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Mitigating Spoofed Attacks Using IPv6 Address Space

Timothy D. Morgan's recent paper titled, "IPv6 Address Cookies", seeks to apply the fundamental shift in resource availability brought about by the vastly increased Internet address space in IPv6 to develop a novel, lower cost solution to mitigating spoofed attacks. "Spoofed denial of service attacks have plagued the Internet for a number of years, and show no signs of abating. Research into mitigation techniques has apparently not led to a financially viable solution, and new attacks have been discovered in the wild without being widely anticipated". The following provides an introduction to this paper:

It has long been known to researchers that address spoofing on the Internet is a serious problem. While a great deal of effort has been put into finding theoretical and practical solutions, spoofed attacks are still globally endemic. They represent a simple nuisance to many, but a business-halting bane to others.

Enter IPv6. IPv6 is the next generation of the Internet protocol designed to alleviate the existing global address shortage and improve the scalability and extensibility of the aging IPv4 protocol. This new protocol provides a huge 128-bit address space which should provide enough addresses for a great deal of Internet expansion. Individual Internet users can easily obtain their own 80-bit block of addresses if they currently have a single IPv4 address. This means it will be possible for any user to effectively hide a system in such an address space without ever being found. That is, if no DNS records point to them, and they don't respond to broadcast requests, it would be effectively impossible to find a host through brute force probes.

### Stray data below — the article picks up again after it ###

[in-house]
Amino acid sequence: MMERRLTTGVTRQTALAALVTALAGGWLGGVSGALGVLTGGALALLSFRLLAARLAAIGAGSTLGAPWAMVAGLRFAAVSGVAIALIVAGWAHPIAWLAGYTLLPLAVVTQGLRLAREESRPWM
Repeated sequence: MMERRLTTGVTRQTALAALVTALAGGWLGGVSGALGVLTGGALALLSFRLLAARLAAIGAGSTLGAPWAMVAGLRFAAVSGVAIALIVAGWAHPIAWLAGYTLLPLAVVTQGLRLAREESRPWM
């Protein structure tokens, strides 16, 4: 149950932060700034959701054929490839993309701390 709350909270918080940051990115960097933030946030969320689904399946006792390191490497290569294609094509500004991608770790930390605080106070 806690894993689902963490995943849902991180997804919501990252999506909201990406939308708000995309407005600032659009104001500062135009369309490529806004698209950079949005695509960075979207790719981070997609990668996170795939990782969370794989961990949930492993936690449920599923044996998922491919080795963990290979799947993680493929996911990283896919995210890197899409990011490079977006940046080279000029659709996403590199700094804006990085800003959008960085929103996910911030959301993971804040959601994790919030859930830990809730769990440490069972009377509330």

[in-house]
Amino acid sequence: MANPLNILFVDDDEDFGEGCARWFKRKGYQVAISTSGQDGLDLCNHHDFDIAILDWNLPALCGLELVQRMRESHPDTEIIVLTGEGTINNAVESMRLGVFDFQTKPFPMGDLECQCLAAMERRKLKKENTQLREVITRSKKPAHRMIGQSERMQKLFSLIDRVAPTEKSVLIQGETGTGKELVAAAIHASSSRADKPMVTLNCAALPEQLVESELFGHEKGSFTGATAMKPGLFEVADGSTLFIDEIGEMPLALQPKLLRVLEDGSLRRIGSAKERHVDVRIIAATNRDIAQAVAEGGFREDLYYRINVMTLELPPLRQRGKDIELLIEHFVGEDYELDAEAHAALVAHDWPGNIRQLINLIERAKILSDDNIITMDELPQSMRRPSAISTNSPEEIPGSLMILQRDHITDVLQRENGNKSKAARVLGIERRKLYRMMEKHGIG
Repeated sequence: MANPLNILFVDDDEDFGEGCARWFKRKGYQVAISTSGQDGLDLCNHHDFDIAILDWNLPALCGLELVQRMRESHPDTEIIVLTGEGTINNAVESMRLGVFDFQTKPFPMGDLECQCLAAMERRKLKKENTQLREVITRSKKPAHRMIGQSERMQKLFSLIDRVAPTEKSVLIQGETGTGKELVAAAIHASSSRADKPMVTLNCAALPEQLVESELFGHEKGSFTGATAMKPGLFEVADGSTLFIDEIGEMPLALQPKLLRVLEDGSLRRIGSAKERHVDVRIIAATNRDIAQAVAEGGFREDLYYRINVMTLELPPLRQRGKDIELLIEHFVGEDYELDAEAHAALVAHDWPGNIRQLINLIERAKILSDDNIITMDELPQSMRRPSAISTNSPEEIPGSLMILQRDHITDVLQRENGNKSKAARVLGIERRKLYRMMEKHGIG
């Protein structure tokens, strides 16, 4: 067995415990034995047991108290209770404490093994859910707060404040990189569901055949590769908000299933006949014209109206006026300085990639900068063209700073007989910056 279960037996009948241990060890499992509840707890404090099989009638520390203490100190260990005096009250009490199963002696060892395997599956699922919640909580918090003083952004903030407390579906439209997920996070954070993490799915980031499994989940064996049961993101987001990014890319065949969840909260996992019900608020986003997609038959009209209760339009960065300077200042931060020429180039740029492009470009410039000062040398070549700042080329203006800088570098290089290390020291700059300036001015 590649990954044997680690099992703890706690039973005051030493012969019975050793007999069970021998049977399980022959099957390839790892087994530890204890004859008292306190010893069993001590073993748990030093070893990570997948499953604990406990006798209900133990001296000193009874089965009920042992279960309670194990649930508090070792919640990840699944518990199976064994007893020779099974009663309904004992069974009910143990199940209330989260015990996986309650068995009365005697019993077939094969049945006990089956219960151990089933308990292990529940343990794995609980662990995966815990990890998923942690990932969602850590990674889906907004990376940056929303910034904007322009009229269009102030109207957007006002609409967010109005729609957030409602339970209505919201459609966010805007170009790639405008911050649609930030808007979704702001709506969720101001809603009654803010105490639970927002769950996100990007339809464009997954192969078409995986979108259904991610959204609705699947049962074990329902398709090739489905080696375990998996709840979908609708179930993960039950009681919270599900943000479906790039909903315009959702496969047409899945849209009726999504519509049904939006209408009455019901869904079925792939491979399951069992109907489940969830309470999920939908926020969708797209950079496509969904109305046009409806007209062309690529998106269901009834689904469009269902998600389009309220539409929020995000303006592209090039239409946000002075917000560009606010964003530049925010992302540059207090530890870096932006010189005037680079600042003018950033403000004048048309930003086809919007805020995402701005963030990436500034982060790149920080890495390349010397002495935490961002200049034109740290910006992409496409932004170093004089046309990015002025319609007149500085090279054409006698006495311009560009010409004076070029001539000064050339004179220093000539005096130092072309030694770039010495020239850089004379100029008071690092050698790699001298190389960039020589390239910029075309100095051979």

To put this into perspective, let us suppose an attacker can scan addresses of a network at 232 (more than four billion) packets/second (which is probably a stretch for today's fastest routers). It would take on average, 247 seconds (or 4.5 million years) to find a single live address in a range of 280 addresses. For this reason, the only way to find systems that do not pick an obvious IPv6 address would be to query some name resolution service (such as the DNS). In this paper, we propose methods which utilize the large IPv6 address space to mitigate spoofed attacks by forcing clients to always use the DNS prior to submitting service requests.

Further information on this research and the paper produced is available on the SCN website.

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